By Madelynn Coldiron
School board members who hear criticism about public schools should respond in a personal way, Dr. John Draper told a record crowd who attended this year’s KSBA Summer Leadership Institute in July.
Myths about America’s public schools stick, he said, and one way to counteract, or unstick, those myths is not with data, but with personal stories about what goes on inside your schools, he said.
“The way you do it is, you use stories. You connect your community using stories,” Draper said. “It’s not data … tell me about something that makes a difference in the life of a child; it’s powerful that way.”
He gave examples of a caring teacher, a coach and a school bus driver, along with his own account of unknowingly making a life-and-death difference for one of his students when he was a teacher.
Draper cited one public school district that has students fill out “Successory” forms every grading period to thank someone who has helped them be successful in school. Some of those stories are shared at school board meetings.
“We do great things in schools and I think we should be proud of what we do. More of God’s work is done every day in public schools than any other institution in American” said Draper, now a consultant for the National School Public Relations Association. School board members are especially well-positioned to get the message out about their schools.
“School board members, I find, have a broader view,” he said. “Sometimes I get with superintendents, principals and they’re a little bit narrow ... they live in education, but you guys, I find, have a better picture.”
“Public schools are actually doing a better job than they ever have,” Draper said. He urged board members to think and talk about what they believe:
• Every child deserves a quality education regardless of where he lives or who his parents are.
• Standardized tests are just one measure of learning and don’t measure qualities like creativity.
• All children can learn but at different rates with different strengths.
•An overwhelming majority of educators are good people who care about children.
Use language that re-frames the loaded phrases used by public school critics, he said. For example, when a board member hears “godless government schools with selfish union employees leaving little children behind,” respond by describing them as “caring community schools with sincere, dedicated professionals who give every child every chance every day.”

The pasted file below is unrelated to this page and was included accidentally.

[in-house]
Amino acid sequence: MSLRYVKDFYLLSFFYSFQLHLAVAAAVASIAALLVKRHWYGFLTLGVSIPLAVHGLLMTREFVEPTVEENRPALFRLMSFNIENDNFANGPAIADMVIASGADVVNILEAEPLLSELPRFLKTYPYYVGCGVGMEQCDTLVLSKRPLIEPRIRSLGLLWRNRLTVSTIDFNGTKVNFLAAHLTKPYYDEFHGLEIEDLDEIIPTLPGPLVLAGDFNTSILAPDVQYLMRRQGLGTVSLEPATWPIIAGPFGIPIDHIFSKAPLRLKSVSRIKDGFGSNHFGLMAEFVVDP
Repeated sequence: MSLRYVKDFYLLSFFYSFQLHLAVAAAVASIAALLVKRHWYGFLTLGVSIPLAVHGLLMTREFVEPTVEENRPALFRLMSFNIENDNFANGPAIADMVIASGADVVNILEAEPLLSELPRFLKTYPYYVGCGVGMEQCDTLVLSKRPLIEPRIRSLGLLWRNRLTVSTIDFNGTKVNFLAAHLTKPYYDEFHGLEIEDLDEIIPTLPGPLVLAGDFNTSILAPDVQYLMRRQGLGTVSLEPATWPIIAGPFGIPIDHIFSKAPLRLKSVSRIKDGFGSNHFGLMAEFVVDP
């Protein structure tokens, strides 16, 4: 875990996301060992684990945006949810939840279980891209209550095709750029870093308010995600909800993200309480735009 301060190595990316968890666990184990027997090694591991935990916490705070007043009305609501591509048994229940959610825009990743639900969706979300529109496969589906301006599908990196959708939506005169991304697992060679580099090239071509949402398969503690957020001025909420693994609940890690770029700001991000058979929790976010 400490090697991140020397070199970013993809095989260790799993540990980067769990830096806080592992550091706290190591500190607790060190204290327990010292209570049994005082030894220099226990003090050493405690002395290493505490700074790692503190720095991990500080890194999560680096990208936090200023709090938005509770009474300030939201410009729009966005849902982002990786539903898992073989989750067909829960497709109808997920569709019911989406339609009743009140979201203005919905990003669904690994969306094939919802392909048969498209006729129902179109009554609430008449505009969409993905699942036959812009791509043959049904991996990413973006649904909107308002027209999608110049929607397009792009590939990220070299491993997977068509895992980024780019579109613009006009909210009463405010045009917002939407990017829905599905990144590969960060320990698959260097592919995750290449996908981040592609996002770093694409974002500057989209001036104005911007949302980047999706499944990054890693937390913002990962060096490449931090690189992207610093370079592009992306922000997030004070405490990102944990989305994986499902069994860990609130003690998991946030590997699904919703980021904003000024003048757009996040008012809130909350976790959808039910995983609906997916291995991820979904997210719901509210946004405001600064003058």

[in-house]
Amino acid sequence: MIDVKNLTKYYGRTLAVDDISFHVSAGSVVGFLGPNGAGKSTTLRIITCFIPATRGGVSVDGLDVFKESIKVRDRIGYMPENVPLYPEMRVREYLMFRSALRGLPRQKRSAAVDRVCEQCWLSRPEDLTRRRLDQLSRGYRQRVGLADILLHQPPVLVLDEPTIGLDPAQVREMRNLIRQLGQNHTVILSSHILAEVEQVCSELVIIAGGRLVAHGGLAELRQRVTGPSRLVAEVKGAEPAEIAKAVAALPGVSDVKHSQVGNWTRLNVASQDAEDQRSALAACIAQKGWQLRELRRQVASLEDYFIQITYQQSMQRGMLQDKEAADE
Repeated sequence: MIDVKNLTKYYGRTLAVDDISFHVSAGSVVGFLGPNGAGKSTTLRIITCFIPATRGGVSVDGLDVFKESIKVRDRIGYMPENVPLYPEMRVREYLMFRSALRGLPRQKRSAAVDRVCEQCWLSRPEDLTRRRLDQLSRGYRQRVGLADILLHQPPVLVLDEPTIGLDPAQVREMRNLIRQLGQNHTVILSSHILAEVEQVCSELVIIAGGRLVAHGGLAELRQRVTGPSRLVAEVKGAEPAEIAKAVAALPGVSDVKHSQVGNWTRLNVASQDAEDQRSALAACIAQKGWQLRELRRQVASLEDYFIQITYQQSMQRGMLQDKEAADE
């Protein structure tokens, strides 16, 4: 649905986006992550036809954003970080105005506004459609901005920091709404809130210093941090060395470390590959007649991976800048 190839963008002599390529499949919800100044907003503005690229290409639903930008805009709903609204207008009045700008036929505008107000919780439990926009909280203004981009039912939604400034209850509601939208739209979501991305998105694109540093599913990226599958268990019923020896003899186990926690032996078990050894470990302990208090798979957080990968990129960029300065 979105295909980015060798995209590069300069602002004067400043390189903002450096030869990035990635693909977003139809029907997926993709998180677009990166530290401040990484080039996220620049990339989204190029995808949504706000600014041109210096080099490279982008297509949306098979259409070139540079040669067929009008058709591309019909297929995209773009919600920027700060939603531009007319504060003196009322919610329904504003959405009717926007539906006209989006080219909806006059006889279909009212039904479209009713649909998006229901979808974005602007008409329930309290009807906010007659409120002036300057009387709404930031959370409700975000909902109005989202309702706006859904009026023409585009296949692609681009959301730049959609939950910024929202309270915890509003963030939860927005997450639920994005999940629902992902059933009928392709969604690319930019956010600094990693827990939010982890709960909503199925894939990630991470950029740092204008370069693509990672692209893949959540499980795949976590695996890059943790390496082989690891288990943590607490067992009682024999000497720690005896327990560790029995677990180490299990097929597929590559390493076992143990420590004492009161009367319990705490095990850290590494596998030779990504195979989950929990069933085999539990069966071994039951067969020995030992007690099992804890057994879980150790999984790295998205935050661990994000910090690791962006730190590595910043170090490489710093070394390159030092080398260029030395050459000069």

Draper outlined some of the myths about public schools and the danger of not counteracting them.
Polling shows parents think their local schools do a good job, and even half of those without kids in school agree with that. But when the question broadens to grading the nation’s schools, approval sinks to 18 percent.
The danger in this broader opinion, he said, is that it leads Congress and state legislatures to believe that local schools are good, but overall they’re bad “and we need to fix them … and their ideas of fixing are often not very good ideas.”
“This myth hurts us. So our nationwide support has to begin here at home. We have to be very careful that we don’t compare our district to other districts. All we’re doing is adding to the myth that our schools are pretty good but there are some really bad ones out there,” Draper said, pointing instead to a Texas superintendent who compared his district’s performance with the state average.
Draper gave board members plenty of ammunition to respond to those who believe the myths about public schools, demolishing them one by one.
Schools are improving the graduation rate, “and we have a more challenging student body than we’ve ever had.” But he warned that reducing the dropout rate must begin in the primary grades. Retention is not the answer, he said, but flexible options like year-round calendars and ungraded high schools may be.
“We just need to remove the stigma attached from the student who takes a little more time to make it,” he said.
Public schools do have an achievement gap, Draper said, but they are narrowing it a little. The term itself is a misnomer, he added. “Poverty learning gap is a better description of what we’re dealing with. The poverty learning gap is not our fault – it is our problem and we need to be working on it. When we call it a poverty learning gap then we put the emphasis on who’s the enemy, who are we battling?”
As for charter schools, even though no research has shown that charters as a group outperform public schools, Americans like them, even though they don’t know why.
“If two-thirds of the constituents think they’re a good idea, there will come a point, where even in your state legislature, the legislators don’t care what the research says,” Draper warned. “They’re going to act in the will of their constituents.”
He similarly debunked the myth that merit pay for teachers produces increased student achievement and that the ACT/SAT scores have been declining. Of the latter, he said the overall average is indeed going down – but it’s because more students, including special-needs students, are taking the tests. The scores of subgroups, however, are up or holding.
As for U.S. students’ ranking on international testing, “We suck,” he acknowledged, because the U.S. is so diverse. American students have never done well on these tests, he said, but are near the top when measured in global competitiveness. U.S students are in the middle range, which he called “the sweet spot,” because our educational system has a good balance between curriculum and creativity.
— To view Draper’s PowerPoint presentation on “Crucial Conversations About America’s Schools,” go to www.JohnDraper.org.